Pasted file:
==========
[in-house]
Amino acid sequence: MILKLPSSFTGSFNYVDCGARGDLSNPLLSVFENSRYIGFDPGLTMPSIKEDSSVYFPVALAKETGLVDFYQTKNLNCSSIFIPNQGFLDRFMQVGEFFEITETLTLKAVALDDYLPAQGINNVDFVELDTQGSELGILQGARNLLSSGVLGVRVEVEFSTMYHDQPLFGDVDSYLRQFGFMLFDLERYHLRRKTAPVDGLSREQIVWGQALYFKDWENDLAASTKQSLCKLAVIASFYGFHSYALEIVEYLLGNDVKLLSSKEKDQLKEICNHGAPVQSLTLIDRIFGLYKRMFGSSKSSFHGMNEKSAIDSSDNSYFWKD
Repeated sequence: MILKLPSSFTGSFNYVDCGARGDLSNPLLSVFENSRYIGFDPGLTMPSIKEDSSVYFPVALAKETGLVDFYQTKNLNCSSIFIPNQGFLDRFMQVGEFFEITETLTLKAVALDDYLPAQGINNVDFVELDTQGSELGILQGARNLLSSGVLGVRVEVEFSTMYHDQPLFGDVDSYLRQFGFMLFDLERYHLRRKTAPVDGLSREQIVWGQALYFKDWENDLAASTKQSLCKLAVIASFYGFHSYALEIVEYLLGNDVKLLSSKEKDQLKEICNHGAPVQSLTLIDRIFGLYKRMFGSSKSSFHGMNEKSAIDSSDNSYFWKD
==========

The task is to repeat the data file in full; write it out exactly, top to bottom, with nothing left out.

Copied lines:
[in-house]
Amino acid sequence: MILKLPSSFTGSFNYVDCGARGDLSNPLLSVFENSRYIGFDPGLTMPSIKEDSSVYFPVALAKETGLVDFYQTKNLNCSSIFIPNQGFLDRFMQVGEFFEITETLTLKAVALDDYLPAQGINNVDFVELDTQGSELGILQGARNLLSSGVLGVRVEVEFSTMYHDQPLFGDVDSYLRQFGFMLFDLERYHLRRKTAPVDGLSREQIVWGQALYFKDWENDLAASTKQSLCKLAVIASFYGFHSYALEIVEYLLGNDVKLLSSKEKDQLKEICNHGAPVQSLTLIDRIFGLYKRMFGSSKSSFHGMNEKSAIDSSDNSYFWKD
Repeated sequence: MILKLPSSFTGSFNYVDCGARGDLSNPLLSVFENSRYIGFDPGLTMPSIKEDSSVYFPVALAKETGLVDFYQTKNLNCSSIFIPNQGFLDRFMQVGEFFEITETLTLKAVALDDYLPAQGINNVDFVELDTQGSELGILQGARNLLSSGVLGVRVEVEFSTMYHDQPLFGDVDSYLRQFGFMLFDLERYHLRRKTAPVDGLSREQIVWGQALYFKDWENDLAASTKQSLCKLAVIASFYGFHSYALEIVEYLLGNDVKLLSSKEKDQLKEICNHGAPVQSLTLIDRIFGLYKRMFGSSKSSFHGMNEKSAIDSSDNSYFWKD